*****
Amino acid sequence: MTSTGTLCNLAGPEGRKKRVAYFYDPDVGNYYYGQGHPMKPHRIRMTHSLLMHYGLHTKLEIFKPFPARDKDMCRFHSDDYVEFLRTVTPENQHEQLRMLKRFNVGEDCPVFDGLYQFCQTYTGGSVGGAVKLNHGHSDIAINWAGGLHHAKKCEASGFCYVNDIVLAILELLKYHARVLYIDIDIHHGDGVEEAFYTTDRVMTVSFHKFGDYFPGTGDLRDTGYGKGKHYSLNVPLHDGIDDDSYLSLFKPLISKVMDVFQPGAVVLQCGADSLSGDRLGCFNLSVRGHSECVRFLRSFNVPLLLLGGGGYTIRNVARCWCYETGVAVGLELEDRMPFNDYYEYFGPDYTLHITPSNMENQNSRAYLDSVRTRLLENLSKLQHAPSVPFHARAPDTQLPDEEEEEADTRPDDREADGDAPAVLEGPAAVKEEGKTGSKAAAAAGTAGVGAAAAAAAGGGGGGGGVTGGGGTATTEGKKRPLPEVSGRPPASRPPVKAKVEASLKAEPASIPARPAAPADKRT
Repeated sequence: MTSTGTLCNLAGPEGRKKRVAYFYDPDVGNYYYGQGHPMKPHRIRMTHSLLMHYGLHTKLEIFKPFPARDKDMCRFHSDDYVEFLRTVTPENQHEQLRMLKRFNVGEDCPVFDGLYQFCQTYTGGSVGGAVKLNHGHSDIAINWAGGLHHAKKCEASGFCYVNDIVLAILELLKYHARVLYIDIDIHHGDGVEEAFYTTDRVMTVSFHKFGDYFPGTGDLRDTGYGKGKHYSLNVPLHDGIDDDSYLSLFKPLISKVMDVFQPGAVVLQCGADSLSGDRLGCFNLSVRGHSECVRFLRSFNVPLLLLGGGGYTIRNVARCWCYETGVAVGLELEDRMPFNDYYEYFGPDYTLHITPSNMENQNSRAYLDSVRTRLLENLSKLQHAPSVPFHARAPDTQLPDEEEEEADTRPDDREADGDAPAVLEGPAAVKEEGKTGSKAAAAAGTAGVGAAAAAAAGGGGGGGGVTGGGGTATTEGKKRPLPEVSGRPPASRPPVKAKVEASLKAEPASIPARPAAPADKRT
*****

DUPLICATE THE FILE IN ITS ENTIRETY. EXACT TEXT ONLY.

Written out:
Amino acid sequence: MTSTGTLCNLAGPEGRKKRVAYFYDPDVGNYYYGQGHPMKPHRIRMTHSLLMHYGLHTKLEIFKPFPARDKDMCRFHSDDYVEFLRTVTPENQHEQLRMLKRFNVGEDCPVFDGLYQFCQTYTGGSVGGAVKLNHGHSDIAINWAGGLHHAKKCEASGFCYVNDIVLAILELLKYHARVLYIDIDIHHGDGVEEAFYTTDRVMTVSFHKFGDYFPGTGDLRDTGYGKGKHYSLNVPLHDGIDDDSYLSLFKPLISKVMDVFQPGAVVLQCGADSLSGDRLGCFNLSVRGHSECVRFLRSFNVPLLLLGGGGYTIRNVARCWCYETGVAVGLELEDRMPFNDYYEYFGPDYTLHITPSNMENQNSRAYLDSVRTRLLENLSKLQHAPSVPFHARAPDTQLPDEEEEEADTRPDDREADGDAPAVLEGPAAVKEEGKTGSKAAAAAGTAGVGAAAAAAAGGGGGGGGVTGGGGTATTEGKKRPLPEVSGRPPASRPPVKAKVEASLKAEPASIPARPAAPADKRT
Repeated sequence: MTSTGTLCNLAGPEGRKKRVAYFYDPDVGNYYYGQGHPMKPHRIRMTHSLLMHYGLHTKLEIFKPFPARDKDMCRFHSDDYVEFLRTVTPENQHEQLRMLKRFNVGEDCPVFDGLYQFCQTYTGGSVGGAVKLNHGHSDIAINWAGGLHHAKKCEASGFCYVNDIVLAILELLKYHARVLYIDIDIHHGDGVEEAFYTTDRVMTVSFHKFGDYFPGTGDLRDTGYGKGKHYSLNVPLHDGIDDDSYLSLFKPLISKVMDVFQPGAVVLQCGADSLSGDRLGCFNLSVRGHSECVRFLRSFNVPLLLLGGGGYTIRNVARCWCYETGVAVGLELEDRMPFNDYYEYFGPDYTLHITPSNMENQNSRAYLDSVRTRLLENLSKLQHAPSVPFHARAPDTQLPDEEEEEADTRPDDREADGDAPAVLEGPAAVKEEGKTGSKAAAAAGTAGVGAAAAAAAGGGGGGGGVTGGGGTATTEGKKRPLPEVSGRPPASRPPVKAKVEASLKAEPASIPARPAAPADKRT